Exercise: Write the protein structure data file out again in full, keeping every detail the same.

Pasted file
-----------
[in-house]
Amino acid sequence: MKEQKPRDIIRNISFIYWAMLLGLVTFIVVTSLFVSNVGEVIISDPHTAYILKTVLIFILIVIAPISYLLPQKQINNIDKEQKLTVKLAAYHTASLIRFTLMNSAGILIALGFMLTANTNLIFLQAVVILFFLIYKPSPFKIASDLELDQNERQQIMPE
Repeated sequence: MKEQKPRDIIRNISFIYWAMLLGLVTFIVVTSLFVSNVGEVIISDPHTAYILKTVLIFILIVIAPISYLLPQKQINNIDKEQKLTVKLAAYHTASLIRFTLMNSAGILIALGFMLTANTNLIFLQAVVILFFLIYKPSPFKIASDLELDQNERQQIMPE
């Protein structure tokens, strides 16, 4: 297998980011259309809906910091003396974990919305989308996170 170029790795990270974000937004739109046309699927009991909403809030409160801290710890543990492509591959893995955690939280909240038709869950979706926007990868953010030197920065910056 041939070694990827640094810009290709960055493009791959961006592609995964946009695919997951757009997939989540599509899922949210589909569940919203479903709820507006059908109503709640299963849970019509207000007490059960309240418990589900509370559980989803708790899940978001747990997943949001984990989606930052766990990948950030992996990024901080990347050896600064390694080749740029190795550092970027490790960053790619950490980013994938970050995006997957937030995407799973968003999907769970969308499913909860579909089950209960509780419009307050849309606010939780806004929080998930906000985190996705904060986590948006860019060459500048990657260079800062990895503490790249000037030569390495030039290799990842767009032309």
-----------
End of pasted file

[in-house]
Amino acid sequence: MKEQKPRDIIRNISFIYWAMLLGLVTFIVVTSLFVSNVGEVIISDPHTAYILKTVLIFILIVIAPISYLLPQKQINNIDKEQKLTVKLAAYHTASLIRFTLMNSAGILIALGFMLTANTNLIFLQAVVILFFLIYKPSPFKIASDLELDQNERQQIMPE
Repeated sequence: MKEQKPRDIIRNISFIYWAMLLGLVTFIVVTSLFVSNVGEVIISDPHTAYILKTVLIFILIVIAPISYLLPQKQINNIDKEQKLTVKLAAYHTASLIRFTLMNSAGILIALGFMLTANTNLIFLQAVVILFFLIYKPSPFKIASDLELDQNERQQIMPE
């Protein structure tokens, strides 16, 4: 297998980011259309809906910091003396974990919305989308996170 170029790795990270974000937004739109046309699927009991909403809030409160801290710890543990492509591959893995955690939280909240038709869950979706926007990868953010030197920065910056 041939070694990827640094810009290709960055493009791959961006592609995964946009695919997951757009997939989540599509899922949210589909569940919203479903709820507006059908109503709640299963849970019509207000007490059960309240418990589900509370559980989803708790899940978001747990997943949001984990989606930052766990990948950030992996990024901080990347050896600064390694080749740029190795550092970027490790960053790619950490980013994938970050995006997957937030995407799973968003999907769970969308499913909860579909089950209960509780419009307050849309606010939780806004929080998930906000985190996705904060986590948006860019060459500048990657260079800062990895503490790249000037030569390495030039290799990842767009032309």